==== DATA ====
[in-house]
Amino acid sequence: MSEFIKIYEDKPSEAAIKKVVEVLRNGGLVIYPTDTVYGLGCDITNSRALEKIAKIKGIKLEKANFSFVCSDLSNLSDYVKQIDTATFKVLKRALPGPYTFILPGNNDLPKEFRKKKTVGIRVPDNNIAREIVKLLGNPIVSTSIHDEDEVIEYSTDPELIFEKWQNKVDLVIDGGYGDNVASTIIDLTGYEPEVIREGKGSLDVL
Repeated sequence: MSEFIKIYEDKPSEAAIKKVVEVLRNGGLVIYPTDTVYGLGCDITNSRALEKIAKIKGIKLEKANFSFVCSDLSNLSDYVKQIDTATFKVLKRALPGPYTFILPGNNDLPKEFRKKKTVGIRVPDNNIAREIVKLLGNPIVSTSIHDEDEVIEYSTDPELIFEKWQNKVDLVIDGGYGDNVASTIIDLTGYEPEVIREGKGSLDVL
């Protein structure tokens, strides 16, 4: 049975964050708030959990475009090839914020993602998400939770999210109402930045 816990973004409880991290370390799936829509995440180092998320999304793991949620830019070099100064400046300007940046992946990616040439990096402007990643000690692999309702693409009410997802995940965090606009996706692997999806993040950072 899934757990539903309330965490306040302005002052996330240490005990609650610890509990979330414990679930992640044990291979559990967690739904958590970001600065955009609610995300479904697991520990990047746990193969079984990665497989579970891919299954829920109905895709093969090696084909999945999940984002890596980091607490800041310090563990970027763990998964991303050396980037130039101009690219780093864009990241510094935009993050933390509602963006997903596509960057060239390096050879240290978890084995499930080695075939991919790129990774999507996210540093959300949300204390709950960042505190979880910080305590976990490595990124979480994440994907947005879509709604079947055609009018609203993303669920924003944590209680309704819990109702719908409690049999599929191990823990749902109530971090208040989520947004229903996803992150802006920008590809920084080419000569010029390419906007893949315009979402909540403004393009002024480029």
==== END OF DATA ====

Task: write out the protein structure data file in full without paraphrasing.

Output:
[in-house]
Amino acid sequence: MSEFIKIYEDKPSEAAIKKVVEVLRNGGLVIYPTDTVYGLGCDITNSRALEKIAKIKGIKLEKANFSFVCSDLSNLSDYVKQIDTATFKVLKRALPGPYTFILPGNNDLPKEFRKKKTVGIRVPDNNIAREIVKLLGNPIVSTSIHDEDEVIEYSTDPELIFEKWQNKVDLVIDGGYGDNVASTIIDLTGYEPEVIREGKGSLDVL
Repeated sequence: MSEFIKIYEDKPSEAAIKKVVEVLRNGGLVIYPTDTVYGLGCDITNSRALEKIAKIKGIKLEKANFSFVCSDLSNLSDYVKQIDTATFKVLKRALPGPYTFILPGNNDLPKEFRKKKTVGIRVPDNNIAREIVKLLGNPIVSTSIHDEDEVIEYSTDPELIFEKWQNKVDLVIDGGYGDNVASTIIDLTGYEPEVIREGKGSLDVL
């Protein structure tokens, strides 16, 4: 049975964050708030959990475009090839914020993602998400939770999210109402930045 816990973004409880991290370390799936829509995440180092998320999304793991949620830019070099100064400046300007940046992946990616040439990096402007990643000690692999309702693409009410997802995940965090606009996706692997999806993040950072 899934757990539903309330965490306040302005002052996330240490005990609650610890509990979330414990679930992640044990291979559990967690739904958590970001600065955009609610995300479904697991520990990047746990193969079984990665497989579970891919299954829920109905895709093969090696084909999945999940984002890596980091607490800041310090563990970027763990998964991303050396980037130039101009690219780093864009990241510094935009993050933390509602963006997903596509960057060239390096050879240290978890084995499930080695075939991919790129990774999507996210540093959300949300204390709950960042505190979880910080305590976990490595990124979480994440994907947005879509709604079947055609009018609203993303669920924003944590209680309704819990109702719908409690049999599929191990823990749902109530971090208040989520947004229903996803992150802006920008590809920084080419000569010029390419906007893949315009979402909540403004393009002024480029």